Inter 1, Milan 0: Density

Milan lost the Derby della Madonnina, 1-0 to cross-city rivals Inter. But that was really not the news of the night for Milan fans. The surprise was Pioli's bizarre tactics, which he said were to create "density" to protect the defense. Milan definitely conceded far fewer goals, so that seemed to work. But his plan to also create an effective attack by using two strikers absolutely failed. While he seems to be restoring the team's mentality, and to his credit, in his prematch press conference, he said that "There are no shortcuts for effort," the tactics he used were mindboggling. Worse still, he said afterward that he plans to use them again for the next several games. It seems that it is not just his defense alone that has density.

Are Pioli's tactics an act of defiance, denial, or sheer density?

Let's start with the best moment of the night. The Curva Sud unveiled a banner which said, "The Champions of Italy salute the Champions of Arabia." Absolutely brilliant. Took the sting out of the loss for sure, because while Inter celebrated their win as if they had just won a Scudetto, the truth is, they had one lucky header from a corner. Milan were missing Ibrahimović, Florenzi, Maignan, Tomori, Bennacer, and Dest. If Milan in form, we could have easily defeated them again

Pioli's 3-5-2 and his decision to bench Leão confused many. I understand why he did not start Leão in his 3-5-2. I even understand the defensive purposes behind the 3-5-2, and clearly, it was effective defensively. But what I do not understand is why he ever plans to use it again. Milan only had four shots all night, with zero shots on target. Zero. That is by far the worst offensive effort I can remember, perhaps even in the very brief Giampaolo era. We will never win another match with this mindset or these tactics.

"The Champions of Italy salute the Champions of Arabia"

Inter controlled the match for the entirety of the 3-5-2 experiment, with the only stats being two yellow cards, one for Kalulu and one for Gabbia, both for fouling Lautaro Martínez. This forced Tatarusanu to come up big, which gratefully, Derby Tatarusanu showed up instead of the guy who has been conceding goals like water for us. He really had some massive saves, and was absolutely our Man of the Match.

Lautaro Martínez's lightning header from a Calhanoglu corner was the only goal of the match that stood, in the 34th minute, 1-0 Inter. There was a lot of diving and grabbing of faces from Inter players, whether or not Milan players touched them. It was as if they were made of paper. It shouldn't surprise, really, that the team with the Paper Scudetto also has paper players. For example, Džeko went down in the box in the 14th with the slightest contact from Gabbia, and screamed and cried for a penalty, but luckily Massa saw correctly and called his bluff.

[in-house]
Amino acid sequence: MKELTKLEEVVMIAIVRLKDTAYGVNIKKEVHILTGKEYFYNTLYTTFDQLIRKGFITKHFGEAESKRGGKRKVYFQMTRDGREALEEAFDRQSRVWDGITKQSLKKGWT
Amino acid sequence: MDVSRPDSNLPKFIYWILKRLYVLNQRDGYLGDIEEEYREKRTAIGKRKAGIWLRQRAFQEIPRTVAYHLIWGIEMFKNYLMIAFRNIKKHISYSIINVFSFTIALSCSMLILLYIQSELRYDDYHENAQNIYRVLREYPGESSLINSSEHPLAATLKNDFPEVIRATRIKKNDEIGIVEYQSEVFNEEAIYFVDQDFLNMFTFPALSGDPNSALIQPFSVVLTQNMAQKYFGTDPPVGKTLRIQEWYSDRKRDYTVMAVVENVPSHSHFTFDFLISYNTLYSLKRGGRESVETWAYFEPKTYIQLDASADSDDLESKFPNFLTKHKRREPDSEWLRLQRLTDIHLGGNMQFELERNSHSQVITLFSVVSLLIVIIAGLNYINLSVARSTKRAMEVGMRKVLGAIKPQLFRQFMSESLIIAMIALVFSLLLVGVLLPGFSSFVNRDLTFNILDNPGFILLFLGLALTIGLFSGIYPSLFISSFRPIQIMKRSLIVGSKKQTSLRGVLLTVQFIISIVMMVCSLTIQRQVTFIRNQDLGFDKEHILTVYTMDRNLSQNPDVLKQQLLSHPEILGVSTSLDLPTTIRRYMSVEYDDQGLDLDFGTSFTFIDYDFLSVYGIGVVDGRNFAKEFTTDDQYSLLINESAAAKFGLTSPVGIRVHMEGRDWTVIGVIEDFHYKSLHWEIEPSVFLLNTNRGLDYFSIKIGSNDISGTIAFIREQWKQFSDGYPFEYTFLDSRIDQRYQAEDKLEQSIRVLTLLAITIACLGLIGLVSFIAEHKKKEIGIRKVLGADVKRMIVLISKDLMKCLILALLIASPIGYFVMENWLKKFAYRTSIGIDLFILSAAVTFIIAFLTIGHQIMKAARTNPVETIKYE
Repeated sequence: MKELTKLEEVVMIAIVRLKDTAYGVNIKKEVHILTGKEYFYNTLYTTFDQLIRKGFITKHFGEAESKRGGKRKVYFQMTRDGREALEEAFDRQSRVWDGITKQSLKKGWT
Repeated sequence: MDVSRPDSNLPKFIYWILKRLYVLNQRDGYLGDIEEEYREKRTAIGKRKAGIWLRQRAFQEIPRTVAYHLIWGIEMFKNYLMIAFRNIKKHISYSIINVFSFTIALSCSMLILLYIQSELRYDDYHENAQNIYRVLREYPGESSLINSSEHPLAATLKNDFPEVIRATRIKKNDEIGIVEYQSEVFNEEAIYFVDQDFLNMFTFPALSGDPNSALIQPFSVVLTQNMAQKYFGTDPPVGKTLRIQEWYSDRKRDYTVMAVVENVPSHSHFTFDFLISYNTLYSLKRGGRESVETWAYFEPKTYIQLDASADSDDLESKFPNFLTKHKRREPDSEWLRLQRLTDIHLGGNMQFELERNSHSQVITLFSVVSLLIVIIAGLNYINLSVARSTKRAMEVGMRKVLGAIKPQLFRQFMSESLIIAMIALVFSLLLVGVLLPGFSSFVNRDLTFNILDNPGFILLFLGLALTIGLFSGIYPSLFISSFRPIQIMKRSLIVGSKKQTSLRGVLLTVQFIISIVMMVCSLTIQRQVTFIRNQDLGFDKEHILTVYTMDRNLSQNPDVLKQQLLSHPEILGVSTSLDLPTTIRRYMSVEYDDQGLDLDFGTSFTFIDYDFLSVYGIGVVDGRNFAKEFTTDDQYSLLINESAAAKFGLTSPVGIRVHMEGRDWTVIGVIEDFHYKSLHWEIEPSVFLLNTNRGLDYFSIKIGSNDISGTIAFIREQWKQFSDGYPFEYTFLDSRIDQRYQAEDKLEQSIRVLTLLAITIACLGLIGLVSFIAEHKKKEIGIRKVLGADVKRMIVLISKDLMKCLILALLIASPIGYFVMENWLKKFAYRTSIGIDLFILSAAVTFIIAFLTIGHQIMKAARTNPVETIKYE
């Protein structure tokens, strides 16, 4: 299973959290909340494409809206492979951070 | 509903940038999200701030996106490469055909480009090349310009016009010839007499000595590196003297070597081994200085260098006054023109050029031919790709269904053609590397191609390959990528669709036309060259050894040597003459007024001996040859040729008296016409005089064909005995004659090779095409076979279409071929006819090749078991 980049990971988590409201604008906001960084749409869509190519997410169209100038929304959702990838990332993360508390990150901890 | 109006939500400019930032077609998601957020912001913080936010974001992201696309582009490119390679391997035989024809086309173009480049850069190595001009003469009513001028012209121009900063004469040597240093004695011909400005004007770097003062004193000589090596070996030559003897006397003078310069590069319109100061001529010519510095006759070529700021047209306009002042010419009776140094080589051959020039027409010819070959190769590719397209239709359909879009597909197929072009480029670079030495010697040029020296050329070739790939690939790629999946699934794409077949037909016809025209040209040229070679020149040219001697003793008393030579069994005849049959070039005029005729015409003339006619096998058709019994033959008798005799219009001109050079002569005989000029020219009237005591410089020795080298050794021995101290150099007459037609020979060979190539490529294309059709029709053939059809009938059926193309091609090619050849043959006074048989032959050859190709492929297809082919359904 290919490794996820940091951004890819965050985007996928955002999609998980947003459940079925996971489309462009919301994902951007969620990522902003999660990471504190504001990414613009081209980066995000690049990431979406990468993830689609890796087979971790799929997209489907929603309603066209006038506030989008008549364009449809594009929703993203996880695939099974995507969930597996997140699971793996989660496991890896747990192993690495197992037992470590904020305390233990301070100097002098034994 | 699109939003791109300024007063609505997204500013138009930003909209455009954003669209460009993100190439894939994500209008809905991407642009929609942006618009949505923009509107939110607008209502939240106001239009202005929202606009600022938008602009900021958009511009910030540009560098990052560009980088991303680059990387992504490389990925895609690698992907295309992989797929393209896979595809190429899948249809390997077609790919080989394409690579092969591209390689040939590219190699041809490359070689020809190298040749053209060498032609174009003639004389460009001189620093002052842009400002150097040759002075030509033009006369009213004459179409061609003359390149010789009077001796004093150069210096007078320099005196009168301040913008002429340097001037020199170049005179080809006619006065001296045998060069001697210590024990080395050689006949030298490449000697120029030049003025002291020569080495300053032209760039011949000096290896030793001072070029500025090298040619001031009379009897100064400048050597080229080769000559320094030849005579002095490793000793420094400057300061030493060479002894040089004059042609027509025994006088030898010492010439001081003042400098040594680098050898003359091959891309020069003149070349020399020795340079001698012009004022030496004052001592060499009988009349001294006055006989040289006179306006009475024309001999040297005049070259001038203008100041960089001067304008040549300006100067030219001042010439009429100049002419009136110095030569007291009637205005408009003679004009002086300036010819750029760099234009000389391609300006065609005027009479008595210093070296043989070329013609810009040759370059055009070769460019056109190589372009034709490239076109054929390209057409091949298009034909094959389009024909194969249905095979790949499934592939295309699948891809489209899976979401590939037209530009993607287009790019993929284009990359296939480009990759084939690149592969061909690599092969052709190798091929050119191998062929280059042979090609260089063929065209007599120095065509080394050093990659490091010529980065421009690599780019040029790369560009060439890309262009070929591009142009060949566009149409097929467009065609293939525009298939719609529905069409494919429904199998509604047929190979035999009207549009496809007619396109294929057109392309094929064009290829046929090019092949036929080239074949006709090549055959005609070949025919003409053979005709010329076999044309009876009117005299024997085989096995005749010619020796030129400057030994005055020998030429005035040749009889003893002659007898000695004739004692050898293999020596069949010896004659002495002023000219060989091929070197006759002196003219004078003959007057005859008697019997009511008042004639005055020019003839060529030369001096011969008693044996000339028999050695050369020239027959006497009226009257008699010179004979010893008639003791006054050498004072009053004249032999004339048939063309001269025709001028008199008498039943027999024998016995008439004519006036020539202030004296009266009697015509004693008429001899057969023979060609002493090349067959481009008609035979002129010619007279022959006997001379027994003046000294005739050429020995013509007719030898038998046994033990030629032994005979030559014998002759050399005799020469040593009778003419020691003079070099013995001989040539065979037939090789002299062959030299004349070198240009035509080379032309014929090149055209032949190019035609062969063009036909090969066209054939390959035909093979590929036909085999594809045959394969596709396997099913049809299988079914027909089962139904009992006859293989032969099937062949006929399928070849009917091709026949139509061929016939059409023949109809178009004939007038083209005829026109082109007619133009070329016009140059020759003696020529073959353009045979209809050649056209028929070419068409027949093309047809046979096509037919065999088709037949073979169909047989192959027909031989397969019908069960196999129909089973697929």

The closest to scoring that Milan got in this one.

Pioli introduced Brahim Díaz at the half, replacing Messias, who is not a mezzala. Let's be clear about that. Then less than ten minutes later, he atoned for his tactical errors and brought on Leão for Origi and Saelemaekers for Calabria, changing the shape back to a recognizable and respectable 4-2-3-1 formation once again. Almost immediately, Giroud had the first chance, a header that went well over. And although the chances were very literally few and far between, at least we were finally creating chances.

Leão was hot and spicy coming on, using his speed and physicality to make a difference, which unfortunately for Milan got him a yellow card when Barella's face got in the way of his hand. Thiaw replaced Gabbia in the 71st, just in time to bring the height and physicality to shut down Lukaku, who came on for Inter simultaneously. And that paid off, because Lukaku scored a goal in the 83rd, but he was manhandling Thiaw beforehand, so his goal was called back. That was confirmed by a VAR check, but Massa did a surprisingly good job of handling this match after previous controversies.

If Leão doesn't fit into your system, then maybe you have chosen the wrong system.

Giroud offered to tear Acerbi's face off in the most nonchalantly and friendly of ways in the 84th, but that earned him a yellow card, and Lautaro Martínez followed that up by body slamming Tatarusanu. He was clearly very frustrated that he had been denied by such an inferior keeper. Rebić replaced a visibly spent Kjaer to try to bring more fire power to the final minutes, but he really only earned a yellow card for teaching Barella another lesson.

Lautaro Martínez would score one more goal in the 89th that was immediately whistled for offside. Semi-Automatic Offside Technology (SAOT) confirmed that he was very marginally offside, and the goal was disallowed. But it was not needed in the end, as his first goal was enough to give his team all three points. Congratulations to the Champions of Arabia.

The players worked hard, Pioli needs to let them work smarter.

The loss hurt, although perhaps I am just becoming numb to these horrible results. But I think the postmatch interview with Pioli is what terrifies me. Milan played like a frightened rabbit hiding in its burrow with the 3-5-2, it did not even resemble Allegri's negative version of anti-football that makes everyone want to gouge their eyes out from boredom. With only 36% possession in total, even counting the 40 minutes played with the 4-2-3-1, I cannot conceive that anyone would ever imagine lining up that system ever again, even for a funeral procession. It seems to be an act of defiance, denial or sheer density.

This post inspired by the music of Garbage's "Empty"

Our next match is 
Serie A Week 22
Milan vs. Torino
Friday, February 10, 2023 • 20:45 CET (2:45pm EST)

Inter 1, Milan 0: Density Inter 1, Milan 0: Density Reviewed by Elaine on 11:59 PM Rating: 5
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